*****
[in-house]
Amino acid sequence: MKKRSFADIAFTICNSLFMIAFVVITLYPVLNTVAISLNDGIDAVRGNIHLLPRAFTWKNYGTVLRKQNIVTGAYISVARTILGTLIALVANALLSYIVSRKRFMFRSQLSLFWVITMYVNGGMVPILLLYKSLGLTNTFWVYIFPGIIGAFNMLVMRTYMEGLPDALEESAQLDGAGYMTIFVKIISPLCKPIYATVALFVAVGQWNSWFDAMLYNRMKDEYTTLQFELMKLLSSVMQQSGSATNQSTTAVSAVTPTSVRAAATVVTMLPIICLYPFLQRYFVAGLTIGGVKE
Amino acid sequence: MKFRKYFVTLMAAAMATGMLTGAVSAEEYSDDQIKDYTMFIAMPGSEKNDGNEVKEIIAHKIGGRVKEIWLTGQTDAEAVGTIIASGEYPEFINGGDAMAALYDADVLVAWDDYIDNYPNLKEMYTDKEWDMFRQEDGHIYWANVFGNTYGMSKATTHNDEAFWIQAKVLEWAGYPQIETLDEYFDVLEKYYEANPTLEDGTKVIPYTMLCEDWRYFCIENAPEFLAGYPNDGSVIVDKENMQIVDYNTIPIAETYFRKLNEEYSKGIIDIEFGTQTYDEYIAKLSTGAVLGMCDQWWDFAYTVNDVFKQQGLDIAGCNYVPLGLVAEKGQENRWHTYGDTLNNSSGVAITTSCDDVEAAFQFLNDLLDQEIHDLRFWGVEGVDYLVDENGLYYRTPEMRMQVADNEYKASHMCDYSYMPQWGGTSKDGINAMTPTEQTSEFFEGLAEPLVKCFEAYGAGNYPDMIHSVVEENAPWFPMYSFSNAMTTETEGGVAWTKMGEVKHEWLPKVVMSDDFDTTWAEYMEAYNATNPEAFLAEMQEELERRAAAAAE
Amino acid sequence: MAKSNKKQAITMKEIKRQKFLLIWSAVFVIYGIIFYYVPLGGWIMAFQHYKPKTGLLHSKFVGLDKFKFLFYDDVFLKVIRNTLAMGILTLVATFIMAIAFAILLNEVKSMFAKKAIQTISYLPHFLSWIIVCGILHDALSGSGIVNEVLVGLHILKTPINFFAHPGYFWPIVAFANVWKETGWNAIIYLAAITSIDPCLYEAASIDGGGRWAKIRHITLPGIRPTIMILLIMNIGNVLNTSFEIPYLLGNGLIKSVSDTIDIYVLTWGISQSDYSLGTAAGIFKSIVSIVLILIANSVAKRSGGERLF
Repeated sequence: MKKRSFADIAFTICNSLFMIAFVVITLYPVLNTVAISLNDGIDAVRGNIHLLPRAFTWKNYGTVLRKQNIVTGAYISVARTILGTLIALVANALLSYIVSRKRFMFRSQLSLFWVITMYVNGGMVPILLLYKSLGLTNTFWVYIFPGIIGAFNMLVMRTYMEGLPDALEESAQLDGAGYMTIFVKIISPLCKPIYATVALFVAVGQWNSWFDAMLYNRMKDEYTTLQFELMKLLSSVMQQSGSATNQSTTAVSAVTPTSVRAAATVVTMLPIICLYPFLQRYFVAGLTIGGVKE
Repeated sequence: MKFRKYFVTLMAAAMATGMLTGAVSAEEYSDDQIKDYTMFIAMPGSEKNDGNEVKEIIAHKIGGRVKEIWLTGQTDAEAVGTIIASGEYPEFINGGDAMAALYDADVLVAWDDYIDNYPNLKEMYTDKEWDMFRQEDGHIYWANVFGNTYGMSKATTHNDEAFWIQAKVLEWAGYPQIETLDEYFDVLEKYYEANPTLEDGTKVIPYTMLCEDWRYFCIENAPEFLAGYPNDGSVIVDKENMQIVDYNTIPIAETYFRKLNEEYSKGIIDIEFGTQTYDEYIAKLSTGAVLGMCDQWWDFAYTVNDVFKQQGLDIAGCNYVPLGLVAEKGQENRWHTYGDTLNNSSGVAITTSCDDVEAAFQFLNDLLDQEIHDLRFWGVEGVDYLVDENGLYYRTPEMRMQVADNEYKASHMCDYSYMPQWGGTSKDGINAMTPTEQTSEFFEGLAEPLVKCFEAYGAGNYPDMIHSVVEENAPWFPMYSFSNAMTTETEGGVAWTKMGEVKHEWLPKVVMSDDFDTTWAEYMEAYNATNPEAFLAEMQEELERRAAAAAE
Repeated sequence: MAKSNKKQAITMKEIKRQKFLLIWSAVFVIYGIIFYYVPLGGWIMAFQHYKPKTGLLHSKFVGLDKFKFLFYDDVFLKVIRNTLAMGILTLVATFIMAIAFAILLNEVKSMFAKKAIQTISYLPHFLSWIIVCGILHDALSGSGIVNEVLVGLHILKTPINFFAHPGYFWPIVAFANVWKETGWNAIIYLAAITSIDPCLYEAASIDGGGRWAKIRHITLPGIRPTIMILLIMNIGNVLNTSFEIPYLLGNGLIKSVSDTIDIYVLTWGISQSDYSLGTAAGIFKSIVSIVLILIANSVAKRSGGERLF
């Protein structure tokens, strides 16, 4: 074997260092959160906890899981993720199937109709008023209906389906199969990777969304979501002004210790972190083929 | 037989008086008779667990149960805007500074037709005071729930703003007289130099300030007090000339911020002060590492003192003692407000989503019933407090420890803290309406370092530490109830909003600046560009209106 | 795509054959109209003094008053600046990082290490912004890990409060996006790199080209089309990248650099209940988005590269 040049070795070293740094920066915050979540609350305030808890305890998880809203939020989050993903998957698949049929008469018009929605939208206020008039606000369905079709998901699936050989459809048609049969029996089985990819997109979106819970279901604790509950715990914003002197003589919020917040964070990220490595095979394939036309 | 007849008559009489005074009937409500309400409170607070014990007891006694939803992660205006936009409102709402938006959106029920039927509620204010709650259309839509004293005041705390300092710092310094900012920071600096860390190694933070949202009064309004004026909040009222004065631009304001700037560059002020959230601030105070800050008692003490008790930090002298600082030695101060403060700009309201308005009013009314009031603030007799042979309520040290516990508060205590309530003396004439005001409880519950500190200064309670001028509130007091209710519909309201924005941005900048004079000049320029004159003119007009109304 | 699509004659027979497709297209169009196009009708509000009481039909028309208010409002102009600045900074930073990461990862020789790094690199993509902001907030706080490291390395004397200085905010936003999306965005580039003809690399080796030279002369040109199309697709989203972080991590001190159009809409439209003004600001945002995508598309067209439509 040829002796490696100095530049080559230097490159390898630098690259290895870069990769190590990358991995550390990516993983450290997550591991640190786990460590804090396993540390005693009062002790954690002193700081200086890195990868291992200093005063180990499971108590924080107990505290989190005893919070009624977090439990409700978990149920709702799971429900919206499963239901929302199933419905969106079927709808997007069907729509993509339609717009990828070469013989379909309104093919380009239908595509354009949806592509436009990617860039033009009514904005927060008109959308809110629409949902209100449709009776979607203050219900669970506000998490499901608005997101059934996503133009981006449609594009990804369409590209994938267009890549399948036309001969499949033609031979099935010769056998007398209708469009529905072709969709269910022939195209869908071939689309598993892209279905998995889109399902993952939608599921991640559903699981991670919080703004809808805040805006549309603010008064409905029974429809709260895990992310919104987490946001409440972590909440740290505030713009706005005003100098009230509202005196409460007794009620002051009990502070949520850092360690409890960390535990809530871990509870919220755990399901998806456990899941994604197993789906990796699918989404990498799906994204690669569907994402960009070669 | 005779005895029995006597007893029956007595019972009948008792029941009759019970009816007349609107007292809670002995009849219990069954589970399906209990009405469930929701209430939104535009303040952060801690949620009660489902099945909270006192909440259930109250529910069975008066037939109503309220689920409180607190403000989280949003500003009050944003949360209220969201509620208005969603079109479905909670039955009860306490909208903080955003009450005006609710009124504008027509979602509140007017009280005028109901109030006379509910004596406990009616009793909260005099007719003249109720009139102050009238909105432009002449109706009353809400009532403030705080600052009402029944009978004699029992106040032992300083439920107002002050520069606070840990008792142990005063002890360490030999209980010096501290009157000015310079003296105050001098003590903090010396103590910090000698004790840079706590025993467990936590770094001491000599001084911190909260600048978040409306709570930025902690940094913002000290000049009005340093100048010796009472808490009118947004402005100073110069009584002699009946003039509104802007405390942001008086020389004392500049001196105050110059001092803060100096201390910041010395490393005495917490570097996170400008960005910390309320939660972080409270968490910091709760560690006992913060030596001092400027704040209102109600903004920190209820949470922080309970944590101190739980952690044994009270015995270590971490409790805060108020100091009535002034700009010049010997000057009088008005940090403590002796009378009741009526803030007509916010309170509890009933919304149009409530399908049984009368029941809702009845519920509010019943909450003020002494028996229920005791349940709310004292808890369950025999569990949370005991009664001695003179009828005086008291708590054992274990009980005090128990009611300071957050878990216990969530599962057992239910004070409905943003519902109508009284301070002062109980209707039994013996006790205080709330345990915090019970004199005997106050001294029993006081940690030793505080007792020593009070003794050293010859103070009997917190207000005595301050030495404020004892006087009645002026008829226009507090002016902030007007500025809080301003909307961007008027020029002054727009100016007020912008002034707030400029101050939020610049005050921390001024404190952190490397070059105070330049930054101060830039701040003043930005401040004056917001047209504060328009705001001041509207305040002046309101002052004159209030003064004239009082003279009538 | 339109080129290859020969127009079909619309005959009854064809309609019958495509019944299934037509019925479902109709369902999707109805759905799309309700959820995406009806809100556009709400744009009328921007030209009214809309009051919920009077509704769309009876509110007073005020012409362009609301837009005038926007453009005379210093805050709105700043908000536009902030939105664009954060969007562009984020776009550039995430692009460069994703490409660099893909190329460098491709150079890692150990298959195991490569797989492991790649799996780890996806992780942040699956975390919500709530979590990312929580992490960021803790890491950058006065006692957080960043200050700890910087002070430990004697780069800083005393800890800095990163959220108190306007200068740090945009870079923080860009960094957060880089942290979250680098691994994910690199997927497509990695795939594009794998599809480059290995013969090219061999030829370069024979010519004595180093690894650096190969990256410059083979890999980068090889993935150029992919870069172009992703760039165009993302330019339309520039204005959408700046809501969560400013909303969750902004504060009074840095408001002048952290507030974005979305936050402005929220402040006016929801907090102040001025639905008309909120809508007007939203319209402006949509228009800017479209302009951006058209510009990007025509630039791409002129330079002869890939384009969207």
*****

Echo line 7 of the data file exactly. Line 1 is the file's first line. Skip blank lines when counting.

Repeated sequence: MAKSNKKQAITMKEIKRQKFLLIWSAVFVIYGIIFYYVPLGGWIMAFQHYKPKTGLLHSKFVGLDKFKFLFYDDVFLKVIRNTLAMGILTLVATFIMAIAFAILLNEVKSMFAKKAIQTISYLPHFLSWIIVCGILHDALSGSGIVNEVLVGLHILKTPINFFAHPGYFWPIVAFANVWKETGWNAIIYLAAITSIDPCLYEAASIDGGGRWAKIRHITLPGIRPTIMILLIMNIGNVLNTSFEIPYLLGNGLIKSVSDTIDIYVLTWGISQSDYSLGTAAGIFKSIVSIVLILIANSVAKRSGGERLF